Hardware-based security is on the rise. Tablet and Chromebook shipments are falling. And workers and their bosses are misaligned on the subject of working remotely.
That’s from the latest IT industry research. Here’s your tech provider’s roundup.
Secure systems start with hardware
Only a third of companies (36%) use hardware-assisted security solutions today, but nearly half (47%) say they’ll adopt hardware solutions within the next year.
That’s among the findings of a new survey sponsored by Intel and conducted by Ponemon Institute. In all, 1,406 individuals were surveyed worldwide. All were in job roles that have them influencing their organizations’ decisions regarding investments in security tech.
Of that group using hardware-assisted security tech now, 85% also said that hardware- and firmware-based security is a high or very high priority. And about two-thirds (64%) said it’s important for vendors to offer a choice of both hardware- and software-based security capabilities.
Tablet & Chromebook shipments slip
Tablet shipments worldwide fell by nearly 4% in the first quarter compared with the year-earlier period. And Chromebook shipments worldwide fell by nearly 62% year-on-year.
Those are the latest figures from market watcher IDC. It says these markets are “adjusting to new conditions.”
More specifically, IDC says, tablet shipments worldwide totaled 38.4 million units in the first quarter. That’s a 3.9% drop from last year’s first quarter, when shipments totaled 39.9 million units.
Chromebook shipments in this year’s first quarter totaled 5.1 million units, IDC says. That represents a 61.9% decline from the year-earlier quarter, when shipments totaled 13.3 million units.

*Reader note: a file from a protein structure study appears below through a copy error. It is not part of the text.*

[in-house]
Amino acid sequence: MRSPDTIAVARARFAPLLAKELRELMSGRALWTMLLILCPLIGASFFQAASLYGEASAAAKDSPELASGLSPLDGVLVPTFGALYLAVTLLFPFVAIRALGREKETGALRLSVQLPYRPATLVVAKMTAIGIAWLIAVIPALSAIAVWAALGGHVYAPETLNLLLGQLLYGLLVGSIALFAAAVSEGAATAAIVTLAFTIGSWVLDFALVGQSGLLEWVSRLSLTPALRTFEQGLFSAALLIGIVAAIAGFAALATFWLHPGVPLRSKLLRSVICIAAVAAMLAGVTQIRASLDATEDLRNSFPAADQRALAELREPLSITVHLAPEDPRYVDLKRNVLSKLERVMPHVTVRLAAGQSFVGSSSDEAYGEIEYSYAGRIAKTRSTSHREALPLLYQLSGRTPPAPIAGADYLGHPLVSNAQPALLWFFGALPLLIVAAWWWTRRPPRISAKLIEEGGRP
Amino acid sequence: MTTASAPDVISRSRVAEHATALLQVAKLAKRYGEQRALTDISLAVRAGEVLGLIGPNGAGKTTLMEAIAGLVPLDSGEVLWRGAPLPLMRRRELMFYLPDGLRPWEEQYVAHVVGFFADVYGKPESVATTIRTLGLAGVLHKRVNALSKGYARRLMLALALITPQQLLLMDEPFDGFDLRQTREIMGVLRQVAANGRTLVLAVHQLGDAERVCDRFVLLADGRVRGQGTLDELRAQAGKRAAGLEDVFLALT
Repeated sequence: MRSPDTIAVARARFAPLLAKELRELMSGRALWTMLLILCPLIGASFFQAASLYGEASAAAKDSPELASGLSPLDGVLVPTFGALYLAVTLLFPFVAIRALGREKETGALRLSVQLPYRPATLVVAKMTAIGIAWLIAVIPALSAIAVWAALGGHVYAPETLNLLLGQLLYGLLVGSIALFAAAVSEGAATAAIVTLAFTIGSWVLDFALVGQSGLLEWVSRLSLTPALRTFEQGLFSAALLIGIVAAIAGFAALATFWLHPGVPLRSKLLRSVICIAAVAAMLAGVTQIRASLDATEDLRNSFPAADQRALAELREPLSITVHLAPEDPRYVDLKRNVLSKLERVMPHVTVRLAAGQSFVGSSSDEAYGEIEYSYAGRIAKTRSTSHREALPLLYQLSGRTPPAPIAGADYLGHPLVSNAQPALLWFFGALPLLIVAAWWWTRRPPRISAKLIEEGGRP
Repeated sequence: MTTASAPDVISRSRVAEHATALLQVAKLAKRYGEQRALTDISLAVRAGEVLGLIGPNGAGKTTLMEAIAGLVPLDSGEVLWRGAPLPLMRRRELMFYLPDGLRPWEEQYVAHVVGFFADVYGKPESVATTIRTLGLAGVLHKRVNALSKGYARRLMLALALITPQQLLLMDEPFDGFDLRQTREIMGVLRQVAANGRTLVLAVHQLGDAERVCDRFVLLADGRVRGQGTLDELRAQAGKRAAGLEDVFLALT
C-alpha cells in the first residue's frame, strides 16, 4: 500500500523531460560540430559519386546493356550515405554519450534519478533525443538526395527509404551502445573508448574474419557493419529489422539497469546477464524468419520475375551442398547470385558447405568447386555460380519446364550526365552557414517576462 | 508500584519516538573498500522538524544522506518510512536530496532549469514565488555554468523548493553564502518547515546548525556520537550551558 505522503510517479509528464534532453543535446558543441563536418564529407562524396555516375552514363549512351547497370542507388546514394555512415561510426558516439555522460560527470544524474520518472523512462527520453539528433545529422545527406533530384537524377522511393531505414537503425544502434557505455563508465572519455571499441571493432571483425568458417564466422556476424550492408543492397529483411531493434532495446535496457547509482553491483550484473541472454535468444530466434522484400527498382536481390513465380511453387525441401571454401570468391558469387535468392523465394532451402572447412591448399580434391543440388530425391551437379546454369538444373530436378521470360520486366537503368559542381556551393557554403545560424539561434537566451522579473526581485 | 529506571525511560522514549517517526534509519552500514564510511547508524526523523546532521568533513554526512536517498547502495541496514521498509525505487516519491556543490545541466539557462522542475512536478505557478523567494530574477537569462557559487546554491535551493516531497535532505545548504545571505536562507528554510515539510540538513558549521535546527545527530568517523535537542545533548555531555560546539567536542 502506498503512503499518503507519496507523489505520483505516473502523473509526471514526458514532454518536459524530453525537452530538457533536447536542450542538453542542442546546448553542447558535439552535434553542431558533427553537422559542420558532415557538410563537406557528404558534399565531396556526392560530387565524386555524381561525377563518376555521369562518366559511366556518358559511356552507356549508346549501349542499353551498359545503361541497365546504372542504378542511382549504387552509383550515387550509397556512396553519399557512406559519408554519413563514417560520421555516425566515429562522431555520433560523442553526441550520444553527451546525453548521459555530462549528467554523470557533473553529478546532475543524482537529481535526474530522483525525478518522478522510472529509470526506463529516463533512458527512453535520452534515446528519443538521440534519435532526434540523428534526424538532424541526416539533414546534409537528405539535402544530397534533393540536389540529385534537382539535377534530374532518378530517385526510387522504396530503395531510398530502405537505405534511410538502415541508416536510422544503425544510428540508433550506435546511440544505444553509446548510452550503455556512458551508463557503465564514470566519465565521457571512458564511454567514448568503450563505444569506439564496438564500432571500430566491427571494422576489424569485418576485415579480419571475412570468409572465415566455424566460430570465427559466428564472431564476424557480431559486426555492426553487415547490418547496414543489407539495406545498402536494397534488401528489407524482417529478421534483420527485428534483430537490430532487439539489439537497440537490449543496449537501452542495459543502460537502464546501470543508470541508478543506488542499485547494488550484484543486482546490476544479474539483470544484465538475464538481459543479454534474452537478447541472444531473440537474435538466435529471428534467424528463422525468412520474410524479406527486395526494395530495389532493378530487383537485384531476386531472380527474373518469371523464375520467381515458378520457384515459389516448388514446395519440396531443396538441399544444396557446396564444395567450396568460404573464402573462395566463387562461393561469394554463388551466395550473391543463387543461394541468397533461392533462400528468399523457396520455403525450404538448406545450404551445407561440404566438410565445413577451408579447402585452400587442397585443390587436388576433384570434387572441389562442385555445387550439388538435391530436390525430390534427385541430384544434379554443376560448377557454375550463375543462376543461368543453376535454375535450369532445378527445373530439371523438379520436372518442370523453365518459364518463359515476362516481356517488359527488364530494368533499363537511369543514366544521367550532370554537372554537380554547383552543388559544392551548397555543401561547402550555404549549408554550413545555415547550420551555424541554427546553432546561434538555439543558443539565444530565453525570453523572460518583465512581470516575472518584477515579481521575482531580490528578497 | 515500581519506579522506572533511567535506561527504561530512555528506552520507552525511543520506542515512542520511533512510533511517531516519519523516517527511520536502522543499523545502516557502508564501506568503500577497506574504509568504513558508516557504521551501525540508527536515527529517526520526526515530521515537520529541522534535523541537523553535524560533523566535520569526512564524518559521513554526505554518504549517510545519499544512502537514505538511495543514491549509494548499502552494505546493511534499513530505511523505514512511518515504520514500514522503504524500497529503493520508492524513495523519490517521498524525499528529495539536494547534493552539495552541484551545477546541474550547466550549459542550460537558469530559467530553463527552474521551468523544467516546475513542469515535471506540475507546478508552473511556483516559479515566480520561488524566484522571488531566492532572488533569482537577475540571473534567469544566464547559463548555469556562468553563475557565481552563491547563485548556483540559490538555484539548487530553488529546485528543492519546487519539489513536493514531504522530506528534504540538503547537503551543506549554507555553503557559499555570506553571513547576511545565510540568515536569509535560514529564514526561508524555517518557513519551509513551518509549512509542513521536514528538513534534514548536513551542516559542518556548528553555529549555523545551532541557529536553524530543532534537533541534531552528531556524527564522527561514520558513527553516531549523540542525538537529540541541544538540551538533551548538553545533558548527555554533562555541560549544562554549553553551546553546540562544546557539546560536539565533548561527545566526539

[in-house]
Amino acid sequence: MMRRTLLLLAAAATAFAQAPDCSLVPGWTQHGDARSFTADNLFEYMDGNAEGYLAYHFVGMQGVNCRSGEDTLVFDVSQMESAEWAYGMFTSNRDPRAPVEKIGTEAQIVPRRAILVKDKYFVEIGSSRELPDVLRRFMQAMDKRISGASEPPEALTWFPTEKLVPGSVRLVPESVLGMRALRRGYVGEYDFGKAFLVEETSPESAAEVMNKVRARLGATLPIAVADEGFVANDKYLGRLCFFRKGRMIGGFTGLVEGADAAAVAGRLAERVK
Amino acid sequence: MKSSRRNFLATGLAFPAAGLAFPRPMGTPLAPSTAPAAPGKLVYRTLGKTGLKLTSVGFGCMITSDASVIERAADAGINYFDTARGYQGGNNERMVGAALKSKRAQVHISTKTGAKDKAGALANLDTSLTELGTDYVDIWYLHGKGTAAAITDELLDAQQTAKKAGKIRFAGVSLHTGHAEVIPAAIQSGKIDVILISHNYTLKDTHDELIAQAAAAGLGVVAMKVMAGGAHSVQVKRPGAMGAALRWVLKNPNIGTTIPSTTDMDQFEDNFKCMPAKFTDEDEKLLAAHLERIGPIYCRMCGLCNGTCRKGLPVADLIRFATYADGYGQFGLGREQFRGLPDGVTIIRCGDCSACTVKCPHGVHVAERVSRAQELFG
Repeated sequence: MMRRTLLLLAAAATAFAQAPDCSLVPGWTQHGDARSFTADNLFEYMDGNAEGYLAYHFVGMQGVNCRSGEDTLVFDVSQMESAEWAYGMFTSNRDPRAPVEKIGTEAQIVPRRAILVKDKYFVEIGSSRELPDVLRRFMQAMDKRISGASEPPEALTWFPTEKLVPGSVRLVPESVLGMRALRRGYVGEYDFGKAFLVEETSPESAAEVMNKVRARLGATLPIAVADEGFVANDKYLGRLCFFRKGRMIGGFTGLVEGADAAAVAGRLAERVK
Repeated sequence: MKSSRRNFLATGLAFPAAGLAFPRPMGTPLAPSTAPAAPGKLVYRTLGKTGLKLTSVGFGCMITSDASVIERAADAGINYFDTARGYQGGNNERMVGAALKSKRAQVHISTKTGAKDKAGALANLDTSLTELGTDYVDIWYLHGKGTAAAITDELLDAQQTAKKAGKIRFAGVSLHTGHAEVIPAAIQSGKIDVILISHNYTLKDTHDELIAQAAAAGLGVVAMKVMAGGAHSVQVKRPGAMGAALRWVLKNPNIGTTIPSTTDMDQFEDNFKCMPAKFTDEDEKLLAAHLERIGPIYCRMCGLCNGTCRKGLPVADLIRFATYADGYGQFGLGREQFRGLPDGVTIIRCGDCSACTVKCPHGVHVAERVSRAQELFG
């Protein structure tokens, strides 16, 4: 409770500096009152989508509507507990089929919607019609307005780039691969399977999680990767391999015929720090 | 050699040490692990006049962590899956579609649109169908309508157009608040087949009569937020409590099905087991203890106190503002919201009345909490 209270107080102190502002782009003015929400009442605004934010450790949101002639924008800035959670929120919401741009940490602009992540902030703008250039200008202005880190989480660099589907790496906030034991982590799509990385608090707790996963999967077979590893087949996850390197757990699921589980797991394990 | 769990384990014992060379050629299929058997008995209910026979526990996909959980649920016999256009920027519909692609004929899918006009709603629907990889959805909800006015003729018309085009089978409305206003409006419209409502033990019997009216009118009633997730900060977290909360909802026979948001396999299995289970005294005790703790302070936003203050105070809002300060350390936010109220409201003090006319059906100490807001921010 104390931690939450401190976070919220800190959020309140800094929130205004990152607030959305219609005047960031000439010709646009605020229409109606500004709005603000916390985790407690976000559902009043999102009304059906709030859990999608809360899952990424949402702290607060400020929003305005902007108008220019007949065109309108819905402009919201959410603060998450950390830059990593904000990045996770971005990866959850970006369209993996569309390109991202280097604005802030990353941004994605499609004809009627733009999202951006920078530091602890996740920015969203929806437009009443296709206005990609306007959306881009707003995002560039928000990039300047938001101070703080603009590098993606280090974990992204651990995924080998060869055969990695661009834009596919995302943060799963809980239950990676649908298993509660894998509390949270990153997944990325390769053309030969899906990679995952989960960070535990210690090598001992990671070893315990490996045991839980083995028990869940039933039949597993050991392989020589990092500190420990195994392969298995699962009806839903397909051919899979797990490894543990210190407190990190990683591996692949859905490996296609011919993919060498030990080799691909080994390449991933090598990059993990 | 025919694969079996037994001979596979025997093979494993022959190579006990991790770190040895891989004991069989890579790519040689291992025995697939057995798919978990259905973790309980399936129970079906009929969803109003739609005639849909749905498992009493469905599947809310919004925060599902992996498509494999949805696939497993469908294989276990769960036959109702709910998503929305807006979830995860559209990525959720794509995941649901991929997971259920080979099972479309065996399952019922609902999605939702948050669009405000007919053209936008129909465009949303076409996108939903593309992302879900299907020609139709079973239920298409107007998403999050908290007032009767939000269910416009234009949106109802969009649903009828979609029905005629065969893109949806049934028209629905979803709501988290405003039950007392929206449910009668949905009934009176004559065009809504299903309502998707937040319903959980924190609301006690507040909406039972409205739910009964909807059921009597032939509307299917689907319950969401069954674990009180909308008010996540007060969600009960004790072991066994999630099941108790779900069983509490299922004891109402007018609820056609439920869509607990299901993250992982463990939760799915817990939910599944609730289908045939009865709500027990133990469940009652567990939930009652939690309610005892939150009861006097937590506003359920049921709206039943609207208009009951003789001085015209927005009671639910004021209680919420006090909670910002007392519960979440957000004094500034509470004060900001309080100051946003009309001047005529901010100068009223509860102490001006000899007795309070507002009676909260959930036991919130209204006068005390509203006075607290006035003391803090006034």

What’s up (or down) with Chromebooks? Market saturation, says IDC. Still, shipments actually rose in Asia-Pacific (excluding Japan and China) thanks to large investments in edtech.
The tablet market is seeing the entry of new suppliers that include OPPO and Xiaomi. Of course, they haven’t yet made a dent in market leader Apple’s share. Apple now controls nearly a third of worldwide tablet shipments (31.5%), and no other vendor comes even close.
Hybrid work: employees & leaders misaligned
Does working from home hurt your chance of being promoted? Depends on who you ask.
In a recent survey conducted by Gartner, 70% of employees said on-site workers are more likely to be promoted and paid more than their remote-working colleagues.
But when Gartner polled their bosses — senior executives — it got a very different answer: 94% of the senior execs said their own jobs can be done remotely at least one day a week. And nearly a quarter of them (24%) want to be fully remote.
This misalignment could be costly. Gartner expects 37.4 million U.S. workers to quit their jobs this year, a nearly 20% increase from pre-pandemic levels.